Ouch! Injuries and Accidents of Working in a Bakery

It's intern season again! Although our bakery seldom takes in interns, we would like every intern to be prepared for the food industry. It is not for the weak of heart so take a lot of notes, dear reader!

Working in a bakery- or any kitchen can be a rewarding experience for the most part. Every now and then we get our feelings hurt when we don't do a good job, get robbed, have long hours, come in on mandatory holidays and weekends. We also cover for each other when one of our buddies experience Life (with a capital " L"), and request for call outs.

The loudest warning we want to give our applicants is that working in a kitchen includes facing potential risks and the possibility of work-related injuries. Oh joy *insert sarcastic grin.* Bakery workers in particular engage in various tasks, from baking and decorating to packaging and cleaning, and each activity poses its own set of challenges. Here are some common work-related injuries that the Rolling in Dough staff are very cautious with:

  1. Burns: Bakery workers are at risk of burns due to exposure to hot ovens, stoves, and other baking equipment. Handling hot trays, pans, or pots without proper protection can lead to burns. Additionally, contact with hot sugar syrups or melted chocolate during decorating processes poses burn risks.

  2. Cuts and Lacerations: The use of knives, slicers, and other cutting tools in a bakery increases the risk of cuts and lacerations. Workers involved in dough preparation, slicing bread, or decorating cakes are particularly susceptible to injuries if proper safety measures are not followed. The worse ones are paper cuts, cardboard cuts and the jagged edge of cling wrap.

  3. Musculoskeletal Injuries: Repetitive motions and prolonged periods of standing, especially during tasks like kneading dough or decorating baked goods, can lead to musculoskeletal injuries. Conditions such as carpal tunnel syndrome, back pain, or strains may develop over time due to the physical demands of the job.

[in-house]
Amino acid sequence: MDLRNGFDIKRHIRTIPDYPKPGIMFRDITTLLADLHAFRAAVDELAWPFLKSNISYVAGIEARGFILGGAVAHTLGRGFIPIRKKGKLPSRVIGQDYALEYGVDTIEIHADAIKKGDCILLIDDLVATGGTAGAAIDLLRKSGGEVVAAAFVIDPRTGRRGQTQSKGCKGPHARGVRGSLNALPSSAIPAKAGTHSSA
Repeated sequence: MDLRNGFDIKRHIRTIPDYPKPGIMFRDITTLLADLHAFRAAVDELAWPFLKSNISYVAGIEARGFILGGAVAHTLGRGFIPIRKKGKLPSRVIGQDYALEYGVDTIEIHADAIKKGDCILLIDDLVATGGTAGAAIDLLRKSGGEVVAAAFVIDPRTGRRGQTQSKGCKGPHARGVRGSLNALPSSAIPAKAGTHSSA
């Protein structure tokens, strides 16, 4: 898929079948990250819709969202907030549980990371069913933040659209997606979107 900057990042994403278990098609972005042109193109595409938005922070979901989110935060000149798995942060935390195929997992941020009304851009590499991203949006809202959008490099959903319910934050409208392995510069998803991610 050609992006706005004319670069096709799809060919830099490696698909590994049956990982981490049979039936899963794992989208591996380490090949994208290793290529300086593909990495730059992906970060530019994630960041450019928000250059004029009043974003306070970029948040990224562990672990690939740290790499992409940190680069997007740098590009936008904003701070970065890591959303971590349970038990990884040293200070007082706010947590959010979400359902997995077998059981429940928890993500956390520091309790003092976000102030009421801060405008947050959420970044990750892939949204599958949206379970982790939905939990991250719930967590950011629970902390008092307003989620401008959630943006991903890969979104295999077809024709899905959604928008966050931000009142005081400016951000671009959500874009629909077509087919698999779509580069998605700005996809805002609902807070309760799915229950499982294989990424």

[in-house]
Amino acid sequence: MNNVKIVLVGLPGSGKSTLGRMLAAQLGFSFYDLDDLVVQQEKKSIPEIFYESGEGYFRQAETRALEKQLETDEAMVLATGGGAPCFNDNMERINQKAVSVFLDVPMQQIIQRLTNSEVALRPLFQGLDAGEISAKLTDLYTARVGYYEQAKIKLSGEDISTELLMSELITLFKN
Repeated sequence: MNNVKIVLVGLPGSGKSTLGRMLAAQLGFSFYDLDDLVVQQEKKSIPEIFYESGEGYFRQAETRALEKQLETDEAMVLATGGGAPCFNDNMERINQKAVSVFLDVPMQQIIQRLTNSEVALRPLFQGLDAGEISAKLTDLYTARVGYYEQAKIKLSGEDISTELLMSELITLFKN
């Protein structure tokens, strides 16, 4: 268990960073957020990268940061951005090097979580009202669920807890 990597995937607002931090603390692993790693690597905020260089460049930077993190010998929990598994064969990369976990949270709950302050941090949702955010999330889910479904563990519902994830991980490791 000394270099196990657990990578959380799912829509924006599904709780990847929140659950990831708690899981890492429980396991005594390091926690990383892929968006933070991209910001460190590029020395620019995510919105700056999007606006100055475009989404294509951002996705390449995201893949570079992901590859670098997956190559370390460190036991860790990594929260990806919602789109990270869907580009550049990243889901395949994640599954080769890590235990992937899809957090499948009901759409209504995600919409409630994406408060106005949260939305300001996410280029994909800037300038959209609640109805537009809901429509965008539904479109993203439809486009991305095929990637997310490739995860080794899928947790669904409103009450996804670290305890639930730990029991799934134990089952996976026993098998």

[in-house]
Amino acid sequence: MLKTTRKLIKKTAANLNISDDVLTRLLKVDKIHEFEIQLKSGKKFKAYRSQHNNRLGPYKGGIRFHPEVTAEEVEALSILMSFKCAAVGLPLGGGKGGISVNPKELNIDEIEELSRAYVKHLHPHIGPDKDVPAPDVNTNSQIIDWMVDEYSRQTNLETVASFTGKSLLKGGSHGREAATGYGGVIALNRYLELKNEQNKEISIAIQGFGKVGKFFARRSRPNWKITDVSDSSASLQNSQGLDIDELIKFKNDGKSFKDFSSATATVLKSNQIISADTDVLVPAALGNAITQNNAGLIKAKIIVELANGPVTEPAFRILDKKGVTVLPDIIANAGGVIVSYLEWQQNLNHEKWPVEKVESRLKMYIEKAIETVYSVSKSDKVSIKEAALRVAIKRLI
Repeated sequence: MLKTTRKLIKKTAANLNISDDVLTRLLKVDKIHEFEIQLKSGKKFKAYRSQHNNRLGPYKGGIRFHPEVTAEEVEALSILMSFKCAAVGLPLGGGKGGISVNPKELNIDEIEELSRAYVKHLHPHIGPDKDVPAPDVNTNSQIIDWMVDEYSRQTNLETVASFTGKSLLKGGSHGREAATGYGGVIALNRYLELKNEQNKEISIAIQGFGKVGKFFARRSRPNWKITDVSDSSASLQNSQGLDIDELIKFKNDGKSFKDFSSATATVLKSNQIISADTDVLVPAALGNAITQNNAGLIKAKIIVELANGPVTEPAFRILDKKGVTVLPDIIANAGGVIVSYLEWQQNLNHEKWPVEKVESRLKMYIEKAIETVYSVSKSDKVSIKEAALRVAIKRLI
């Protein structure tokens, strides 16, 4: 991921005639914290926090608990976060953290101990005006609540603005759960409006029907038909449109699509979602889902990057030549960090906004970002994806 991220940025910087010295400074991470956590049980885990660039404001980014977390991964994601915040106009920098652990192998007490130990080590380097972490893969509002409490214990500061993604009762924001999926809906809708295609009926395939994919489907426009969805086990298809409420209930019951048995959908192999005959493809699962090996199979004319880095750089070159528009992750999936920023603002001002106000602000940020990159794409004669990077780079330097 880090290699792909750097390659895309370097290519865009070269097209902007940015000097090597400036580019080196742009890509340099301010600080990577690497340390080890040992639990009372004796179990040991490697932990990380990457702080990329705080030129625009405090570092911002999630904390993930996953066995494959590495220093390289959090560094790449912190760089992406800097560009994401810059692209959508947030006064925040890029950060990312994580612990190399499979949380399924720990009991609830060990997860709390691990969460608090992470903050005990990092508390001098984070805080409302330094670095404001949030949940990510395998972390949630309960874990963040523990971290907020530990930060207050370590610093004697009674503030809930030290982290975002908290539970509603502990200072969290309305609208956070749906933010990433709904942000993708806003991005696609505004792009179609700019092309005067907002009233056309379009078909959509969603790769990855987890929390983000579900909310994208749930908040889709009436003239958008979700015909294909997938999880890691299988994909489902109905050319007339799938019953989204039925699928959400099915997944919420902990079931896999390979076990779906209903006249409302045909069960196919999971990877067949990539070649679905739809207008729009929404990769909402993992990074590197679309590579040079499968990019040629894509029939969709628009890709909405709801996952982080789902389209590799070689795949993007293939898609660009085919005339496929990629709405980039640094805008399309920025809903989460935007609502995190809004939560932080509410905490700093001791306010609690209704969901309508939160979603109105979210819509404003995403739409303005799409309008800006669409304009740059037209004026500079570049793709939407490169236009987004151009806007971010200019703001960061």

4. Allergic Reactions: Some bakery workers may be exposed to allergens, such as flour, nuts, or other ingredients. Allergic reactions can range from mild to severe and may occur through inhalation or skin contact. It's essential for bakery employees to be aware of potential allergens and take precautions.

  5. Inhalation of Ingredient Dust: Flour, spice, fine sugar dust is a common byproduct in bakeries and can pose respiratory risks. Prolonged exposure to high levels of bakery dust may lead to respiratory issues such as asthma or allergic reactions. Proper ventilation and the use of respiratory protection can help mitigate these risks.

  6. Slips, Trips, and Falls: Bakeries often have smooth and sometimes slippery surfaces due to spilled ingredients or water. Workers are at risk of slips, trips, and falls, especially when moving quickly or carrying heavy trays. Proper housekeeping practices, non-slip footwear, and training can help prevent these accidents.

  7. Eye Injuries: Workers involved in decorating cakes or handling ingredients may be at risk of eye injuries from flying debris, splashes of hot substances, or contact with airborne particles. The use of protective eyewear is crucial to minimize these risks.

  8. Machine-Related Injuries: Bakery machinery, such as mixers, dough sheeters, and ovens, poses the risk of injuries if not used properly. Pinching, crushing, or entanglement in moving machine parts can result in serious injuries. Adequate training and safety protocols are essential to prevent accidents.

  9. Chemical Exposure: Cleaning agents, sanitizers, and other chemicals used in a bakery for cleaning and sanitizing can pose risks if not handled properly. Workers may experience skin irritation, eye injuries, or respiratory issues due to chemical exposure.

To minimize the risk of work-related injuries in a bakery, it's crucial for our staff to keep an eye out for each other, maintain equipment regularly, and create a culture of safety awareness. 

If any of you readers are considering joining us in the field, WELCOME! And also, you've been warned. 


Photo model: Our favorite, Kelsey!

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